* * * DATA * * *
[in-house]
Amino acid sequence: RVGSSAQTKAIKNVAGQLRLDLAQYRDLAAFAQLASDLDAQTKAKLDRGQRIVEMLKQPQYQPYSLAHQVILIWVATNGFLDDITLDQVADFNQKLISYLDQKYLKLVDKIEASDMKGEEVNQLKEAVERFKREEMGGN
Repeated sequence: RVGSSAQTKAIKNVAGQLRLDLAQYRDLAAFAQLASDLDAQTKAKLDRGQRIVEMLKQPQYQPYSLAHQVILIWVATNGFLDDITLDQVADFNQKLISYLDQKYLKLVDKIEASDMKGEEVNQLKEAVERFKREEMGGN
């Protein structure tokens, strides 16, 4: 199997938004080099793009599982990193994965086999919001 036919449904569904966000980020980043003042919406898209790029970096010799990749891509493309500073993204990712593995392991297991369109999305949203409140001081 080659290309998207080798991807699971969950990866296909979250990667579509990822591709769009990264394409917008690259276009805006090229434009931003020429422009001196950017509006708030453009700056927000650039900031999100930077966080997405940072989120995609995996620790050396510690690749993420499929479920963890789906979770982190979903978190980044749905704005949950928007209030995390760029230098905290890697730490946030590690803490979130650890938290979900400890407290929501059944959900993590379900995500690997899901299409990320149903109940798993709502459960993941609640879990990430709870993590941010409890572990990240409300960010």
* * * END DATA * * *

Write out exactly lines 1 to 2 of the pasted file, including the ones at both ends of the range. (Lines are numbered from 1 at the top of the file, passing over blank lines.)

[in-house]
Amino acid sequence: RVGSSAQTKAIKNVAGQLRLDLAQYRDLAAFAQLASDLDAQTKAKLDRGQRIVEMLKQPQYQPYSLAHQVILIWVATNGFLDDITLDQVADFNQKLISYLDQKYLKLVDKIEASDMKGEEVNQLKEAVERFKREEMGGN